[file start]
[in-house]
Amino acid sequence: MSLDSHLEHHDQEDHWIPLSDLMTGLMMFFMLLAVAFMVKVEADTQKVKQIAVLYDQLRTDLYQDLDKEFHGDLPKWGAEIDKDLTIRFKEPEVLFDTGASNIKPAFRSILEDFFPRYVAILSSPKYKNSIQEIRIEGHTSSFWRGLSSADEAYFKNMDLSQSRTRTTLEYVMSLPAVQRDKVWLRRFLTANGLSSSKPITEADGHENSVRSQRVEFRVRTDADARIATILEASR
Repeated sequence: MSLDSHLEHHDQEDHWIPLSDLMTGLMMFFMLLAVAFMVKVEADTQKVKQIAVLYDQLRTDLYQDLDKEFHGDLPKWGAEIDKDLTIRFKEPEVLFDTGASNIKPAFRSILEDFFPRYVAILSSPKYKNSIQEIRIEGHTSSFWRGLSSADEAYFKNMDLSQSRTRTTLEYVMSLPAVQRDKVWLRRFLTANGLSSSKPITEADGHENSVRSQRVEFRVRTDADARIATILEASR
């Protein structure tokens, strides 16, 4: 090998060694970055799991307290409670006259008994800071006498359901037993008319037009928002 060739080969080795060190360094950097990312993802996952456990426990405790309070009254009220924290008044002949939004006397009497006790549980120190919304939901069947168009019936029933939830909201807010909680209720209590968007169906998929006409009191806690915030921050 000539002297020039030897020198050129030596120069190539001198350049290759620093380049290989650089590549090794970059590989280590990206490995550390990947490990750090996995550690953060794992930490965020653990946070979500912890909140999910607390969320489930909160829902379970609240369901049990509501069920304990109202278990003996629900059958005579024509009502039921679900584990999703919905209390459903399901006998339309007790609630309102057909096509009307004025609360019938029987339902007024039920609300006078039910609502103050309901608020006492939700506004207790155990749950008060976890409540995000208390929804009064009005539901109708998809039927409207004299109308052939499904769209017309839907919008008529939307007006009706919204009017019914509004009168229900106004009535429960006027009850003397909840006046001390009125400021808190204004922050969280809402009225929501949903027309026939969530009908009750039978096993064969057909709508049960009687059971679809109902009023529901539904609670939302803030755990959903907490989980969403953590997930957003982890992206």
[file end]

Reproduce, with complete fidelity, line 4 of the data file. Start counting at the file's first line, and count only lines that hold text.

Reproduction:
């Protein structure tokens, strides 16, 4: 090998060694970055799991307290409670006259008994800071006498359901037993008319037009928002 060739080969080795060190360094950097990312993802996952456990426990405790309070009254009220924290008044002949939004006397009497006790549980120190919304939901069947168009019936029933939830909201807010909680209720209590968007169906998929006409009191806690915030921050 000539002297020039030897020198050129030596120069190539001198350049290759620093380049290989650089590549090794970059590989280590990206490995550390990947490990750090996995550690953060794992930490965020653990946070979500912890909140999910607390969320489930909160829902379970609240369901049990509501069920304990109202278990003996629900059958005579024509009502039921679900584990999703919905209390459903399901006998339309007790609630309102057909096509009307004025609360019938029987339902007024039920609300006078039910609502103050309901608020006492939700506004207790155990749950008060976890409540995000208390929804009064009005539901109708998809039927409207004299109308052939499904769209017309839907919008008529939307007006009706919204009017019914509004009168229900106004009535429960006027009850003397909840006046001390009125400021808190204004922050969280809402009225929501949903027309026939969530009908009750039978096993064969057909709508049960009687059971679809109902009023529901539904609670939302803030755990959903907490989980969403953590997930957003982890992206």